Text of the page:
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  • Against the Spirit of System: The French Impulse in Nineteenth-Century American Medicine
  • Richard C. Keller
Against the Spirit of System: The French Impulse in Nineteenth-Century American Medicine. By John Harley Warner . Baltimore: Johns Hopkins Univ. Press, 2003. Pp. 480, $24.95 (paper).

To judge from recent scholarship, we are living in an era of scientific globalization. Historical, ethnographic, and sociological studies of topics ranging from colonial science to international bioinformatics have generated new ways of thinking about the production and movement of scientific knowledge. Yet in a moment in which information speeds through worldwide networks with unprecedented facility, we would do well to reflect upon earlier patterns of scientific migration and exchange. The appearance of John Harley Warner's marvelous Against the Spirit of System in paperback is a boon to scholars interested in such questions. Warner's deft use of the historian's craft and his remarkable story-telling ability demonstrate how the movement of knowledge and the creation of scientific centers and peripheries are socially and historically contingent phenomena. Just as important, Warner's book makes clear that such projects are as dependent upon the intellectual and professional contexts in which knowledge is sought and received as they are on those in which knowledge is produced.

Equal parts social, intellectual, and professional history, Against the Spirit of System explores the apotheosis of "Paris medicine" in the American medical [End Page 612] imagination in the early 19th century. Warner's major concerns include why and how Paris attained this exalted position, and how a Paris education affected not only the careers of American physicians, but the profession of American medicine itself. By tracing the stories of dozens of American physicians who moved in and out of the soi-disant hub of scientific medicine in Paris, Warner poses a range of fascinating questions. What motivated American medical students and physicians to seek training abroad for months or even years at a time? Perhaps more important, why Paris? Language barriers and the difficulties of gaining entrée into the elite circles of French medicine would seem to militate in favor of study in England. Yet roughly a thousand Americans made the journey to Paris between 1815 and 1850, and Warner's analysis of a large sample of their writings reveals that such obstacles were trumped by the trip's purported advantages.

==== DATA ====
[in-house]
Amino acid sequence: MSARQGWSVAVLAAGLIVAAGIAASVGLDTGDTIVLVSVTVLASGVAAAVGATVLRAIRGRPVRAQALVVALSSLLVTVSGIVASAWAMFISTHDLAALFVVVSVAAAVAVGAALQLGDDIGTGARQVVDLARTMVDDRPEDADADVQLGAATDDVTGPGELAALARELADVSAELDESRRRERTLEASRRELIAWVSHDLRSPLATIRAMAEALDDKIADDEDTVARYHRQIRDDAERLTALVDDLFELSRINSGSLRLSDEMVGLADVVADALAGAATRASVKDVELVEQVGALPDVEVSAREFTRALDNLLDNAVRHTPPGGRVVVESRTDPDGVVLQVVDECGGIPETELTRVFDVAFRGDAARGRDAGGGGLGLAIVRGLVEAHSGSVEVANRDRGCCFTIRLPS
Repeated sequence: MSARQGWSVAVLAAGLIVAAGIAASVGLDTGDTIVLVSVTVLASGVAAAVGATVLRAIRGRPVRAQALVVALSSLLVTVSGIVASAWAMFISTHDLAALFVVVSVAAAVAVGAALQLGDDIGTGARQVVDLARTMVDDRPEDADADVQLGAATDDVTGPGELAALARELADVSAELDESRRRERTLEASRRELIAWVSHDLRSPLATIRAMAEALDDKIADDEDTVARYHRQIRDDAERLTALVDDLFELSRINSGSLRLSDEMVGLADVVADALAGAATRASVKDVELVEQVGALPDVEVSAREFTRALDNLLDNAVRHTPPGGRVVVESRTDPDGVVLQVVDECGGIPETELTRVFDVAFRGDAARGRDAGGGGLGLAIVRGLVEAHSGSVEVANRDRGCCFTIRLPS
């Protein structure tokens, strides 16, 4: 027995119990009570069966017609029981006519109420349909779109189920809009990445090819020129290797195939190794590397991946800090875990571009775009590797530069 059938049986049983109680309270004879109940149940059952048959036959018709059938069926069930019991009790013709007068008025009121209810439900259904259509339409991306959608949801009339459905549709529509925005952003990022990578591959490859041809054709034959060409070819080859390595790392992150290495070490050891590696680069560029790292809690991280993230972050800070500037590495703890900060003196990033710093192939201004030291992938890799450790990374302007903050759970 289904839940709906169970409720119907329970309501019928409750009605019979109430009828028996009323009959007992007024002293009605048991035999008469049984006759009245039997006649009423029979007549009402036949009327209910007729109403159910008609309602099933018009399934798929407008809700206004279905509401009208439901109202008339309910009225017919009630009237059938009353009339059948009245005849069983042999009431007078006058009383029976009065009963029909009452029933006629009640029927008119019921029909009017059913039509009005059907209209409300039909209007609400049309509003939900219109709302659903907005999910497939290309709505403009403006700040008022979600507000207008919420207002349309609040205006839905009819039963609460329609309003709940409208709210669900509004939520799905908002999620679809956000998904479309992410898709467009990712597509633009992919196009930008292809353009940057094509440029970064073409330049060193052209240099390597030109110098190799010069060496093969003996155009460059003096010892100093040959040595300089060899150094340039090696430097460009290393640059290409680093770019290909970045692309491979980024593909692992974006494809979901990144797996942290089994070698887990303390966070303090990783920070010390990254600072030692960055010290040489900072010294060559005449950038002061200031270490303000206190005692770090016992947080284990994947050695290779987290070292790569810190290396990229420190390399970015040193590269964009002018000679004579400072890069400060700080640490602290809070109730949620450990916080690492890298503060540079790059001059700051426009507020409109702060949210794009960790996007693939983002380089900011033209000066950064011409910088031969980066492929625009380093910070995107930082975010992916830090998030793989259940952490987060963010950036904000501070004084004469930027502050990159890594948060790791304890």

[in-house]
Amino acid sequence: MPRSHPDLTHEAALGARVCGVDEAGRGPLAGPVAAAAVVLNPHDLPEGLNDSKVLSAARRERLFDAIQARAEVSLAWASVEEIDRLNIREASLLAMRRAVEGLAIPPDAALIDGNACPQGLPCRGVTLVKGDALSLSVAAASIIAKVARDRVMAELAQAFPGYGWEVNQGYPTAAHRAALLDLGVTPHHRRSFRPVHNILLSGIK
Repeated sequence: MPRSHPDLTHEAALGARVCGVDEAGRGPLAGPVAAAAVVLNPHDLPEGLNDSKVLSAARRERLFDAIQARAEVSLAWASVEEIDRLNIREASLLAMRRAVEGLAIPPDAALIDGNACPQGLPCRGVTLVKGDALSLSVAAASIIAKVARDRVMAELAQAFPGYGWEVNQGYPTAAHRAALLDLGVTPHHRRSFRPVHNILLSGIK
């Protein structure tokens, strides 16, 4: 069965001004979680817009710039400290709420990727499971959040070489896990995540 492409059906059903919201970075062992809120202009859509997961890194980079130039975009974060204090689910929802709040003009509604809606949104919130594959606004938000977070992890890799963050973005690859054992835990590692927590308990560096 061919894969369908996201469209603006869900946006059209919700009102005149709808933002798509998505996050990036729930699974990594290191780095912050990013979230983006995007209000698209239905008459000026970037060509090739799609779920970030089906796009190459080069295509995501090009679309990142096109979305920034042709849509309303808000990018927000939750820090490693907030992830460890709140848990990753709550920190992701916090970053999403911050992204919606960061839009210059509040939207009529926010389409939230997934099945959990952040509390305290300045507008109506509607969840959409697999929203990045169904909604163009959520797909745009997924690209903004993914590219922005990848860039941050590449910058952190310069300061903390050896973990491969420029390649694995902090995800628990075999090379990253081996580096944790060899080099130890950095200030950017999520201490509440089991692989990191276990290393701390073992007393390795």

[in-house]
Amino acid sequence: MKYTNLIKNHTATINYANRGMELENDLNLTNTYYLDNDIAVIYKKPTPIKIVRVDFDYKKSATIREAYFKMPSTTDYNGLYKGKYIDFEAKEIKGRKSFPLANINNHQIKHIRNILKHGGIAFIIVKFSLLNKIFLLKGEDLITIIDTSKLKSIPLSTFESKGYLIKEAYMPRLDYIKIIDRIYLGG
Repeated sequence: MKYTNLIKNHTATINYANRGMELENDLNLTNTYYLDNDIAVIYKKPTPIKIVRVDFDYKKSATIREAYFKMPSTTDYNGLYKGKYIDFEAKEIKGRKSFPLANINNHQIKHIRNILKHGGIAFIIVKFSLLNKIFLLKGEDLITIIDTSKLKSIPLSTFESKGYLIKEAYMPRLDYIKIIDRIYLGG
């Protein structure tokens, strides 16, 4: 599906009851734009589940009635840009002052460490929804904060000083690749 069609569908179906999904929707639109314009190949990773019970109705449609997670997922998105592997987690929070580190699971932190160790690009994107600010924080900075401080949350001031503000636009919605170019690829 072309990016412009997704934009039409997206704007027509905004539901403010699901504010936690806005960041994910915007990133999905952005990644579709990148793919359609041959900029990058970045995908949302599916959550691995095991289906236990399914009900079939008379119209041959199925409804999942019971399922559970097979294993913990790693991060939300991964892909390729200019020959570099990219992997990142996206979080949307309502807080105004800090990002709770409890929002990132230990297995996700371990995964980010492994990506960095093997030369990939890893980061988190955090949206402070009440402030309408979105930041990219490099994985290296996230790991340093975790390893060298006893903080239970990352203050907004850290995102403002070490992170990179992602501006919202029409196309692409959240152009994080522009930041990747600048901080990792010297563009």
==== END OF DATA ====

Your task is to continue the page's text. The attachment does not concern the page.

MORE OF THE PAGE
Merely posing these questions takes the historical study of Paris medicine in exciting new directions. Whether celebrating Paris as the birthplace of modern clinical science and medical progress, or seeing in this history what Warner calls a "darker tale" of submission to medical power, most of the existing scholarship on Paris medicine takes its centrality in the early 19th century for granted (Ackerknecht 1967; Foucault 1973; Waddington 1973). Warner, however, demonstrates convincingly that Paris's alleged intellectual superiority to other European centers ranked low on many Americans' priority lists, and that other factors often drove them to study in Parisian hospitals. Warner's rich exploration of the American medical marketplace in the antebellum period drives his conviction that "professional improvement," variously defined, was a critical motivating factor for study abroad. The largely unregulated medical landscape of early 19th-century America produced fierce competition for patients among healers of various stripes. In an era when an MD degree and licensing were easily attained, experience was imagined by many practitioners to confer an important advantage. Apprenticeship to a rural physician provided limited access to patients and diseases, and many students deemed even a lengthy education in American hospitals an insufficient pathway to professional excellence. Although lectures in Boston or Philadelphia offered solid academic training, work among the thousands of patients in much larger European hospitals promised greater opportunities for experience at the bedside and in the dissection room.

It was at this practical level that American esteem for the Paris school originated. Many Americans boasted of their attendance at the lectures of Parisian lions such as Pierre Louis, François Broussais, and Claude Bernard. Yet Warner argues that American students were less interested in formal lectures—most of which they could scarcely understand—than they were in gaining access to bodies living and dead. Following great physicians on...


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